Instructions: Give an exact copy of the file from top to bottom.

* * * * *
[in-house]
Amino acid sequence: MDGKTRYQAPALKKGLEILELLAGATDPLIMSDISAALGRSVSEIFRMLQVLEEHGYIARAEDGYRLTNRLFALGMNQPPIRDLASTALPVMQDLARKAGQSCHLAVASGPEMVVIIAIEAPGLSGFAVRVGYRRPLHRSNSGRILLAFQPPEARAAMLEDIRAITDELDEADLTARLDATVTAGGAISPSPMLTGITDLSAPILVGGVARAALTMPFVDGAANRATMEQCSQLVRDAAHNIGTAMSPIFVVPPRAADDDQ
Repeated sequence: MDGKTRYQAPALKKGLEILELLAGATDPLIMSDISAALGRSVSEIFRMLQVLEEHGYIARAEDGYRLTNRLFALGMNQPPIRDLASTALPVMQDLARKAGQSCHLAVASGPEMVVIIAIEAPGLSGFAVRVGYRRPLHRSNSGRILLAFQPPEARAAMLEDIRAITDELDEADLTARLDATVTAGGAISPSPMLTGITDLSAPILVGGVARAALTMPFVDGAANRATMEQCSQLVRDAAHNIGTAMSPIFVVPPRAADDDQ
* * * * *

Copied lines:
[in-house]
Amino acid sequence: MDGKTRYQAPALKKGLEILELLAGATDPLIMSDISAALGRSVSEIFRMLQVLEEHGYIARAEDGYRLTNRLFALGMNQPPIRDLASTALPVMQDLARKAGQSCHLAVASGPEMVVIIAIEAPGLSGFAVRVGYRRPLHRSNSGRILLAFQPPEARAAMLEDIRAITDELDEADLTARLDATVTAGGAISPSPMLTGITDLSAPILVGGVARAALTMPFVDGAANRATMEQCSQLVRDAAHNIGTAMSPIFVVPPRAADDDQ
Repeated sequence: MDGKTRYQAPALKKGLEILELLAGATDPLIMSDISAALGRSVSEIFRMLQVLEEHGYIARAEDGYRLTNRLFALGMNQPPIRDLASTALPVMQDLARKAGQSCHLAVASGPEMVVIIAIEAPGLSGFAVRVGYRRPLHRSNSGRILLAFQPPEARAAMLEDIRAITDELDEADLTARLDATVTAGGAISPSPMLTGITDLSAPILVGGVARAALTMPFVDGAANRATMEQCSQLVRDAAHNIGTAMSPIFVVPPRAADDDQ